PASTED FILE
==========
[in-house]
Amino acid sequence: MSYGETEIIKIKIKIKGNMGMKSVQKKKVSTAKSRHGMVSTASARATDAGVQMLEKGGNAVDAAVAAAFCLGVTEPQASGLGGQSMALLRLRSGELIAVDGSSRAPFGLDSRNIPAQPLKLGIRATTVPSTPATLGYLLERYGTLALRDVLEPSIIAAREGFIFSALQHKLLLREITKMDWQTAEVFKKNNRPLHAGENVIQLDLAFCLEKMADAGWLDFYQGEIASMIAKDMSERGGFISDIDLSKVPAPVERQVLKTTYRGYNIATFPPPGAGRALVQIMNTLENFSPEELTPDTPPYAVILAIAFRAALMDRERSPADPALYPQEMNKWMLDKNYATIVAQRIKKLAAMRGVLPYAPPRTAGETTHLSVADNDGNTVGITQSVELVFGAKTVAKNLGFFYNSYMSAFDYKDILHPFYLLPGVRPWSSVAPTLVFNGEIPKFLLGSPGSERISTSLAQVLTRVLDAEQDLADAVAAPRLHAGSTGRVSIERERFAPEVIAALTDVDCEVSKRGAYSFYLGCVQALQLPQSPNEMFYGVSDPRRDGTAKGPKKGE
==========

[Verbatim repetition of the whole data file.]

[in-house]
Amino acid sequence: MSYGETEIIKIKIKIKGNMGMKSVQKKKVSTAKSRHGMVSTASARATDAGVQMLEKGGNAVDAAVAAAFCLGVTEPQASGLGGQSMALLRLRSGELIAVDGSSRAPFGLDSRNIPAQPLKLGIRATTVPSTPATLGYLLERYGTLALRDVLEPSIIAAREGFIFSALQHKLLLREITKMDWQTAEVFKKNNRPLHAGENVIQLDLAFCLEKMADAGWLDFYQGEIASMIAKDMSERGGFISDIDLSKVPAPVERQVLKTTYRGYNIATFPPPGAGRALVQIMNTLENFSPEELTPDTPPYAVILAIAFRAALMDRERSPADPALYPQEMNKWMLDKNYATIVAQRIKKLAAMRGVLPYAPPRTAGETTHLSVADNDGNTVGITQSVELVFGAKTVAKNLGFFYNSYMSAFDYKDILHPFYLLPGVRPWSSVAPTLVFNGEIPKFLLGSPGSERISTSLAQVLTRVLDAEQDLADAVAAPRLHAGSTGRVSIERERFAPEVIAALTDVDCEVSKRGAYSFYLGCVQALQLPQSPNEMFYGVSDPRRDGTAKGPKKGE